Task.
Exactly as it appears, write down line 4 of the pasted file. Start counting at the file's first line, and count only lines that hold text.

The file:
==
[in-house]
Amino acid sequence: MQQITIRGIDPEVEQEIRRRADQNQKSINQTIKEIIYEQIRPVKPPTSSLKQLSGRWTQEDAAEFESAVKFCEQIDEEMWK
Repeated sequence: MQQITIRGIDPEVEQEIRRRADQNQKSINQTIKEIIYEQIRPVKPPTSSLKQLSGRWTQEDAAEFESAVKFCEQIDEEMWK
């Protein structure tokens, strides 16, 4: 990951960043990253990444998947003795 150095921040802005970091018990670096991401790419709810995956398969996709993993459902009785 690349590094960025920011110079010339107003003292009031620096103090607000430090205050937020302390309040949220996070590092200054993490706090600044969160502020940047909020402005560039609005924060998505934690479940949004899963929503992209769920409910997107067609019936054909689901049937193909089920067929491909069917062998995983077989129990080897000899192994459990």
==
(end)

């Protein structure tokens, strides 16, 4: 990951960043990253990444998947003795 150095921040802005970091018990670096991401790419709810995956398969996709993993459902009785 690349590094960025920011110079010339107003003292009031620096103090607000430090205050937020302390309040949220996070590092200054993490706090600044969160502020940047909020402005560039609005924060998505934690479940949004899963929503992209769920409910997107067609019936054909689901049937193909089920067929491909069917062998995983077989129990080897000899192994459990």